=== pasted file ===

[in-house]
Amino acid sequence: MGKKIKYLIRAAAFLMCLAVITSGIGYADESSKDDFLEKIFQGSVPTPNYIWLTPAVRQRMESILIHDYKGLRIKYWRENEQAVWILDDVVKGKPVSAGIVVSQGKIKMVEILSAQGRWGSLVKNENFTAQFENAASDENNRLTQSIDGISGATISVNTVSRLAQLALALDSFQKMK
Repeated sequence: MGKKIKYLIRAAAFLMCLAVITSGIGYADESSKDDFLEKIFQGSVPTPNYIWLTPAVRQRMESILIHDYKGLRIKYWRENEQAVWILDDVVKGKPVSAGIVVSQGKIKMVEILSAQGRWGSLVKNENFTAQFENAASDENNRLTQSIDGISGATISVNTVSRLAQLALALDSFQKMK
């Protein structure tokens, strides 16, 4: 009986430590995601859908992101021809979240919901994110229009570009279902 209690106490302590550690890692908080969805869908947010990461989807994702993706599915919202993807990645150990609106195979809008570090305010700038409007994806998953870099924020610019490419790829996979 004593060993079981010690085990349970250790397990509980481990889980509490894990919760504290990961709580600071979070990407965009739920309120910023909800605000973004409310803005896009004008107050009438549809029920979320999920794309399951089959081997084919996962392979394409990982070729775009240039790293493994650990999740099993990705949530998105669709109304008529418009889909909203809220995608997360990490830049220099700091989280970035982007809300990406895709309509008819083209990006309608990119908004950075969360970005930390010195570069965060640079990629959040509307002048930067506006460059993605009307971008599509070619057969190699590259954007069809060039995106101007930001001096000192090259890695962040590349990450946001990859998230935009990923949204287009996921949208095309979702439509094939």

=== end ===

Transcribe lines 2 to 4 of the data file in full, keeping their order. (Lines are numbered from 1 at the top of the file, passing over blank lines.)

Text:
Amino acid sequence: MGKKIKYLIRAAAFLMCLAVITSGIGYADESSKDDFLEKIFQGSVPTPNYIWLTPAVRQRMESILIHDYKGLRIKYWRENEQAVWILDDVVKGKPVSAGIVVSQGKIKMVEILSAQGRWGSLVKNENFTAQFENAASDENNRLTQSIDGISGATISVNTVSRLAQLALALDSFQKMK
Repeated sequence: MGKKIKYLIRAAAFLMCLAVITSGIGYADESSKDDFLEKIFQGSVPTPNYIWLTPAVRQRMESILIHDYKGLRIKYWRENEQAVWILDDVVKGKPVSAGIVVSQGKIKMVEILSAQGRWGSLVKNENFTAQFENAASDENNRLTQSIDGISGATISVNTVSRLAQLALALDSFQKMK
């Protein structure tokens, strides 16, 4: 009986430590995601859908992101021809979240919901994110229009570009279902 209690106490302590550690890692908080969805869908947010990461989807994702993706599915919202993807990645150990609106195979809008570090305010700038409007994806998953870099924020610019490419790829996979 004593060993079981010690085990349970250790397990509980481990889980509490894990919760504290990961709580600071979070990407965009739920309120910023909800605000973004409310803005896009004008107050009438549809029920979320999920794309399951089959081997084919996962392979394409990982070729775009240039790293493994650990999740099993990705949530998105669709109304008529418009889909909203809220995608997360990490830049220099700091989280970035982007809300990406895709309509008819083209990006309608990119908004950075969360970005930390010195570069965060640079990629959040509307002048930067506006460059993605009307971008599509070619057969190699590259954007069809060039995106101007930001001096000192090259890695962040590349990450946001990859998230935009990923949204287009996921949208095309979702439509094939």